Table 9

Reliabilities and proportions of variance explained (PVEs) for the different scales

Latent Trait

Cronbach’s Alpha

Composite Reliability

VAS-RRP Scale

Likert-Type Scale

Ranking Scale

VAS-RRP Scale

Likert-Type Scale

R

.918

.912

.879

.997

.910

I

.900

.891

.807

.997

.926

A

.856

.836

.795

.997

.924

S

.847

.836

.737

.998

.929

E

.854

.830

.657

.997

.898

C

.834

.812

.673

.998

.917

PVE

55.75%

52.96%

44.18%

  

R, I, A, S, E, and C refer to the following interest types described by Holland (1997): realistic, investigative, artistic, social, enterprising, and conventional, respectively. VAS-RRP = Visual Analogue Scale for Rating, Ranking, and Paired-Comparison.

Leniency bias

The leniency bias is calculated by subtracting the median from the mean. A value < 0 means that participants’ ratings tend to concentrate on the right side of the scale, showing increasing preference, whereas a value > 0 indicates that participants’ ratings incline toward the left of the scale, indicating increasing aversion. Given that the three scales had different ranges (i.e., 0–1, 1–5, and 1–6 for the VAS-RRP, 5-point Likert, and ranking scales, respectively), prior transformations were required so that all values fell within the range of 0–1 to make direct comparison possible; this was achieved by dividing the Likert data by 5 and the ranking data by 6. Table 10 compares the leniency bias values of the three scales. Overall the leniency bias of the VAS-RRP was close to 0, indicating fewer extreme responses (e.g., “very favorable” or “very unfavorable”) with this scale.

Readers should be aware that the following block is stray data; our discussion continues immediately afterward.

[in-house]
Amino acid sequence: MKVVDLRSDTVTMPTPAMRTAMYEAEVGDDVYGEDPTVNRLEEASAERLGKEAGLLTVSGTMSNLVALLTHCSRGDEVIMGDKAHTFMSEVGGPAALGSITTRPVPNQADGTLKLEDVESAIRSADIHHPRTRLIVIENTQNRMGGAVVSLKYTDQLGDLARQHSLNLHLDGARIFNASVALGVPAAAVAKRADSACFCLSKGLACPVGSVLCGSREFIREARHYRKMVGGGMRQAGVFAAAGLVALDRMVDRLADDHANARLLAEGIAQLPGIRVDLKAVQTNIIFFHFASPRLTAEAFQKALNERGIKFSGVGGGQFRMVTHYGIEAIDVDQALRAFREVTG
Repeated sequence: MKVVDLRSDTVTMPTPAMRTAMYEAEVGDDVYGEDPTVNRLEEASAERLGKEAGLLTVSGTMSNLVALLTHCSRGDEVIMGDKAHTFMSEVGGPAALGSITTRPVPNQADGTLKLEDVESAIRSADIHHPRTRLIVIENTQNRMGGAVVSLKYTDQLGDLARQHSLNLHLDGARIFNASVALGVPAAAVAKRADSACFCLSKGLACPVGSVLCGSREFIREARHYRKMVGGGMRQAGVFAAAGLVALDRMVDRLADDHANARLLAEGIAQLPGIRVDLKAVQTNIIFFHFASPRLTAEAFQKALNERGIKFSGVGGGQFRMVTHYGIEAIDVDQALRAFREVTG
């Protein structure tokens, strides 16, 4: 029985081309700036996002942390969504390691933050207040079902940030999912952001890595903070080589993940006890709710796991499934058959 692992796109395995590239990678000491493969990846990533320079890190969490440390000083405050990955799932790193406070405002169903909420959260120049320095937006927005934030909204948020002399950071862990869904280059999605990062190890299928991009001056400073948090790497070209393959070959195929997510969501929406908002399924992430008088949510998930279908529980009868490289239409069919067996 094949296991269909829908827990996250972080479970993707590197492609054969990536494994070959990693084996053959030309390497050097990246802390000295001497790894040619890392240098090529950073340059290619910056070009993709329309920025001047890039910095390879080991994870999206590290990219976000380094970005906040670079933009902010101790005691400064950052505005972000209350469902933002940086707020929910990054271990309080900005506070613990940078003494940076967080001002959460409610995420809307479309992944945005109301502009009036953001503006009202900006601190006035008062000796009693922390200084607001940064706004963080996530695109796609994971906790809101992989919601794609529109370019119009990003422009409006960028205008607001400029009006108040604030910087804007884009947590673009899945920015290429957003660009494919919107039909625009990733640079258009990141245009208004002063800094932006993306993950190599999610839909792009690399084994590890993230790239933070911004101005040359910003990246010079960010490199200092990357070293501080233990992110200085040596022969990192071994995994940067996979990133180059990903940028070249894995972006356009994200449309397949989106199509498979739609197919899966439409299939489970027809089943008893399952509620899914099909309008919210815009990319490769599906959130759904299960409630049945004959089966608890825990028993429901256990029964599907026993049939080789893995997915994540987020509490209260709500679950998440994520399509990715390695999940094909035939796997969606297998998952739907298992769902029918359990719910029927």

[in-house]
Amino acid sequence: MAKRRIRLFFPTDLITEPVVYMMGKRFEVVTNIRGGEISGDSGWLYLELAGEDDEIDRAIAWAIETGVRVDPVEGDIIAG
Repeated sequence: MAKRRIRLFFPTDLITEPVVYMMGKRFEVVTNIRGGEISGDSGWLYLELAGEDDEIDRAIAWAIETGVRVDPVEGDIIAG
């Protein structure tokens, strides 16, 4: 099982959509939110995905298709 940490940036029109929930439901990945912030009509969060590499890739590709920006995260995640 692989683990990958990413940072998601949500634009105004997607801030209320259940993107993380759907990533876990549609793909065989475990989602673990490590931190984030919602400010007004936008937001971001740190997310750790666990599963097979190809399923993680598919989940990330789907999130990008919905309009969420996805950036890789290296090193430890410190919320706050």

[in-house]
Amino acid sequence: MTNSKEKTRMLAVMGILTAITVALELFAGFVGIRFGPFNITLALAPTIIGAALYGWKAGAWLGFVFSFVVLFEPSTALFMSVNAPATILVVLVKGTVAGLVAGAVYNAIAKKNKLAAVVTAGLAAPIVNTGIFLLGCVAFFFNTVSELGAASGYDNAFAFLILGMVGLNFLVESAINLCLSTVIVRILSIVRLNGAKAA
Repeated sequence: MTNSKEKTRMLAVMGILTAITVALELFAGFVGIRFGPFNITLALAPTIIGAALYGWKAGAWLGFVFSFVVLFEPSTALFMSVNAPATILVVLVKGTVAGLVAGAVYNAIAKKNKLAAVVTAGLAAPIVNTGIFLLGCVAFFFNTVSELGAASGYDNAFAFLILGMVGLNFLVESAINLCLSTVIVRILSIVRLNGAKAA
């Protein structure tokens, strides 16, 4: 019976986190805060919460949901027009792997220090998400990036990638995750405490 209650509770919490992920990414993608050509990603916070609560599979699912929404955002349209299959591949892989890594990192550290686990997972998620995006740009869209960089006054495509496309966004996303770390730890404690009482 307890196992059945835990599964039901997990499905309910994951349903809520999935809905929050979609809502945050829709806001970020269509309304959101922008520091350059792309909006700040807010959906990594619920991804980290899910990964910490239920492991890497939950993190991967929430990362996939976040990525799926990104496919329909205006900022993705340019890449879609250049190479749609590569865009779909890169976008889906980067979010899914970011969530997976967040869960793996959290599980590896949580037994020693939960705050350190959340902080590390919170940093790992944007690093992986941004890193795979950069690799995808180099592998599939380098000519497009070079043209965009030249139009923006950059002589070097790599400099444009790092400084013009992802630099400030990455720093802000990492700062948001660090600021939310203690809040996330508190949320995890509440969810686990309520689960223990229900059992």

Table 10

Leniency bias values for the different scales

 

R

I

A

S

E

C

VAS-RRP scale

.003

.005

.004

.004

.003

– .003

Likert-type scale

.012

.004

– .010

– .012

.007

– .014

Ranking scale

– .029

– .022

.000

.006

– .015

– .014

VAS-RRP = Visual Analogue Scale for Rating, Ranking, and Paired-Comparison. R, I, A, S, E, and C refer to the following interest types described by Holland (1997): realistic, investigative, artistic, social, enterprising, and conventional, respectively.

Covariance matrix

Ranking scales are ipsative; hence, they create a covariance matrix whose columns and rows always sum to zero. This resulting singular matrix makes it impossible to apply other methods for subsequent analysis. Table 11 presents the covariance matrices of the VAS-RRP and the ranking scale for Testlet 2 of the SCIA. The obtained data indicate that the ranking scale does indeed create the above-mentioned problems, whereas the data with similar context effects obtained when using the VAS-RRP were free of such problems. These findings were also obtained for the other testlets in the SCIA (data not shown).
Table 11

Covariance matrices of different scales

 

Ranking Scale

VAS-RRP

R

I

A

S

E

C

R

I

A

S

E

C

R

.09

.00

– .03

– .03

– .02

– .02

.05

.01

.00

.00

.01

.00

I

.00

.07

– .01

– .02

– .02

– .02

.01

.05

.01

.00

.01

.00

A

– .03

– .01

.09

.00

– .03

– .02

.00

.01

.05

.01

.00

.00

S

– .03

– .02

.00

.06

– .01

.00

.00

.00

.01

.03

.00

.00

E

– .02

– .02

– .03

– .01

.07

.00